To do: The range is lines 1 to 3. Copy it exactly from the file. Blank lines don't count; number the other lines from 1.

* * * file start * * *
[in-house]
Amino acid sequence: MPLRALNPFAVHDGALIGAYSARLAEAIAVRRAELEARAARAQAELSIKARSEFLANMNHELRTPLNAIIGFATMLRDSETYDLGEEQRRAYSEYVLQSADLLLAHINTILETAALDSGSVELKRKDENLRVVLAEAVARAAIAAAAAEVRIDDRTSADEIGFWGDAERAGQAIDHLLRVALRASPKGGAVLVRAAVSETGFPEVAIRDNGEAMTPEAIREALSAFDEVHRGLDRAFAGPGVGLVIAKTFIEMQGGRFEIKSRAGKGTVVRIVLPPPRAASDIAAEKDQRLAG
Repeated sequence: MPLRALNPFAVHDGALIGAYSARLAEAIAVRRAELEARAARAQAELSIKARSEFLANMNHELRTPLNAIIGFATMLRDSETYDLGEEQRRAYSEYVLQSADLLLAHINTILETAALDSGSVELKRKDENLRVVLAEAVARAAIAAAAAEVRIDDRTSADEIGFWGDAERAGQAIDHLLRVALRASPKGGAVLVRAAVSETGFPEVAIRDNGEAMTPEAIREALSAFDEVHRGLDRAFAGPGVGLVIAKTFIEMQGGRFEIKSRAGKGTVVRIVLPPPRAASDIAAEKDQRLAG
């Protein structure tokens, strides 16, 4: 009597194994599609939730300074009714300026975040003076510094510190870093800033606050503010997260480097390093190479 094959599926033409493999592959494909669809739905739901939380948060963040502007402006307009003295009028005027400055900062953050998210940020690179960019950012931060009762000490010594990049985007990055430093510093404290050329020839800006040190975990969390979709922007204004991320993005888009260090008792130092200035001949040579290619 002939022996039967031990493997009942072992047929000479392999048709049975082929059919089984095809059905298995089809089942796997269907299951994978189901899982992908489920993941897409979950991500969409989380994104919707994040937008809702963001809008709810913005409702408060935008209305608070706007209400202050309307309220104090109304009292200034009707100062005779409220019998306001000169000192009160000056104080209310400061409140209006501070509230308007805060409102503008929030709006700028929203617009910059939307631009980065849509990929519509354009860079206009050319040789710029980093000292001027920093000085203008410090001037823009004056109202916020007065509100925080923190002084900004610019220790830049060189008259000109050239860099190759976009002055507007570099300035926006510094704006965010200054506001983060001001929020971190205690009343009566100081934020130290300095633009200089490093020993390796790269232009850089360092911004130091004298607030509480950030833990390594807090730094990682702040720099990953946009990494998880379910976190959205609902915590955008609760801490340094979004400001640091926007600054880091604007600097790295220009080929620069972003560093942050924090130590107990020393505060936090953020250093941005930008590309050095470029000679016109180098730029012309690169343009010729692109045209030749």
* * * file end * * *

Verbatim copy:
[in-house]
Amino acid sequence: MPLRALNPFAVHDGALIGAYSARLAEAIAVRRAELEARAARAQAELSIKARSEFLANMNHELRTPLNAIIGFATMLRDSETYDLGEEQRRAYSEYVLQSADLLLAHINTILETAALDSGSVELKRKDENLRVVLAEAVARAAIAAAAAEVRIDDRTSADEIGFWGDAERAGQAIDHLLRVALRASPKGGAVLVRAAVSETGFPEVAIRDNGEAMTPEAIREALSAFDEVHRGLDRAFAGPGVGLVIAKTFIEMQGGRFEIKSRAGKGTVVRIVLPPPRAASDIAAEKDQRLAG
Repeated sequence: MPLRALNPFAVHDGALIGAYSARLAEAIAVRRAELEARAARAQAELSIKARSEFLANMNHELRTPLNAIIGFATMLRDSETYDLGEEQRRAYSEYVLQSADLLLAHINTILETAALDSGSVELKRKDENLRVVLAEAVARAAIAAAAAEVRIDDRTSADEIGFWGDAERAGQAIDHLLRVALRASPKGGAVLVRAAVSETGFPEVAIRDNGEAMTPEAIREALSAFDEVHRGLDRAFAGPGVGLVIAKTFIEMQGGRFEIKSRAGKGTVVRIVLPPPRAASDIAAEKDQRLAG